Home > Research > Publications & Outputs > The practicality of Malaysia dengue outbreak fo...


Text available via DOI:

View graph of relations

The practicality of Malaysia dengue outbreak forecasting model as an early warning system

Research output: Contribution to Journal/MagazineJournal articlepeer-review

E-pub ahead of print
<mark>Journal publication date</mark>30/09/2022
<mark>Journal</mark>Infectious Disease Modelling
Issue number3
Number of pages16
Pages (from-to)510-525
Publication StatusE-pub ahead of print
Early online date19/08/22
<mark>Original language</mark>English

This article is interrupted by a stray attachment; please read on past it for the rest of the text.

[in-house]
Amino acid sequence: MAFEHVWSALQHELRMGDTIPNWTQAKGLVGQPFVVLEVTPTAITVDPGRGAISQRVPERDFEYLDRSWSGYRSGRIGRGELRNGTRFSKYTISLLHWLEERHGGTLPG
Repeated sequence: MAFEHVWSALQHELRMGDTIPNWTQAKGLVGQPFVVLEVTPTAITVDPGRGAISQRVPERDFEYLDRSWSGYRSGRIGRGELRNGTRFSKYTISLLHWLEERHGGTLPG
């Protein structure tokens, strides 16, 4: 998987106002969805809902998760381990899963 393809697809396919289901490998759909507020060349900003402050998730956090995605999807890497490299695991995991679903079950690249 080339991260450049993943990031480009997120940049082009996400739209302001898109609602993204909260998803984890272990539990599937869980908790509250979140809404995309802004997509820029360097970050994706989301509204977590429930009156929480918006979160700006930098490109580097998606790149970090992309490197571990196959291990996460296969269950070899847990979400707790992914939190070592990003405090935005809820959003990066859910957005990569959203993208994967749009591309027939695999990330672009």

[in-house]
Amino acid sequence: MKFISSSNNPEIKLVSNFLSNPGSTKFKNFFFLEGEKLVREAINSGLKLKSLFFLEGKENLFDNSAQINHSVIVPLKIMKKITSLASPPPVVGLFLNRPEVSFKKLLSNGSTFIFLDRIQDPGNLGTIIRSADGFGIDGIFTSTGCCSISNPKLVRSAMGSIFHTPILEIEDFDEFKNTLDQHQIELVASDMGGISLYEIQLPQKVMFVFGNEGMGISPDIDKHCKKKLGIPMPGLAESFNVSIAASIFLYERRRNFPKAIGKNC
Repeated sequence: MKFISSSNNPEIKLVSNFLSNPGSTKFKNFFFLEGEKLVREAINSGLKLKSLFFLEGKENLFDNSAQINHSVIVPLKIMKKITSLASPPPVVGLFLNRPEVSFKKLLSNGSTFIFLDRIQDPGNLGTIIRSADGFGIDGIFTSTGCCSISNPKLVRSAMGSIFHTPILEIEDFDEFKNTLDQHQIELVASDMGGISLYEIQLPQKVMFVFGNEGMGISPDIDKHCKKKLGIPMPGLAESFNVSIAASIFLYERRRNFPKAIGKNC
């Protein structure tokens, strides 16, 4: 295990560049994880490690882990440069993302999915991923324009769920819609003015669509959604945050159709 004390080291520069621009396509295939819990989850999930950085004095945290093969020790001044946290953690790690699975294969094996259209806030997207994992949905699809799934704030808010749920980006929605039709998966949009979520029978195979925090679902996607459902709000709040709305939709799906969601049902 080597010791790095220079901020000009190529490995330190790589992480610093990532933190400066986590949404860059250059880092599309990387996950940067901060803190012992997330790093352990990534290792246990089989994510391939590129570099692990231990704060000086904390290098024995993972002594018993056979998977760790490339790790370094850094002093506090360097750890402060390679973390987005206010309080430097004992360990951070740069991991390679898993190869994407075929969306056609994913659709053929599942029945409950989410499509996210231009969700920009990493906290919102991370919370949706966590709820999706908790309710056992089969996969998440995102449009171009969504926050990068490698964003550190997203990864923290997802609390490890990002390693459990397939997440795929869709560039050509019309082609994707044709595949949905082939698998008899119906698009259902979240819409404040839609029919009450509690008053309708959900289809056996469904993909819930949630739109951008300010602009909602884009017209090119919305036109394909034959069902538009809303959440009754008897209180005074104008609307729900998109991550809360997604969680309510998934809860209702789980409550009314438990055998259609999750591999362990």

Dengue is a harmful tropical disease that causes death to many people. Currently, the dengue vaccine development is still at an early stage, and only intervention methods exist after dengue cases increase. Thus, previously, two scientific experimental field studies were conducted in producing a dengue outbreak forecasting model as an early warning system. Successfully, an Autoregressive Distributed Lag (ADL) Model was developed using three factors: the epidemiological, entomological, and environmental with an accuracy of 85%; but a higher percentage is required in minimizing the error for the model to be useful. Hence, this study aimed to develop a practical and cost-effective dengue outbreak forecasting model with at least 90% accuracy to be embedded in an early warning computer system using the Internet of Things (IoT) approach. Eighty-one weeks of time series data of the three factors were used in six forecasting models, which were Autoregressive Distributed Lag (ADL), Hierarchical Forecasting (Bottom-up and Optimal combination) and three Machine Learning methods: (Artificial Neural Network (ANN), Support Vector Machine (SVM) and Random Forest). Five error measures were used to evaluate the consistency performance of the models in order to ensure model performance. The findings indicated Random Forest outperformed the other models with an accuracy of 95% when including all three factors. But practically, collecting mosquito related data (the entomological factor) was very costly and time consuming. Thus, it was removed from the model, and the accuracy dropped to 92% but still high enough to be of practical use, i.e., beyond 90%. However, the practical ground operationalization of the early warning system also requires several rain gauges to be located at the dengue hot spots due to localized rainfall. Hence, further analysis was conducted in determining the location of the rain gauges. This has led to the recommendation that the rain gauges should be located about 3–4 km apart at the dengue hot spots to ensure the accuracy of the rainfall data to be included in the dengue outbreak forecasting model so that it can be embedded in the early warning system. Therefore, this early warning system can save lives, and prevention is better than cure.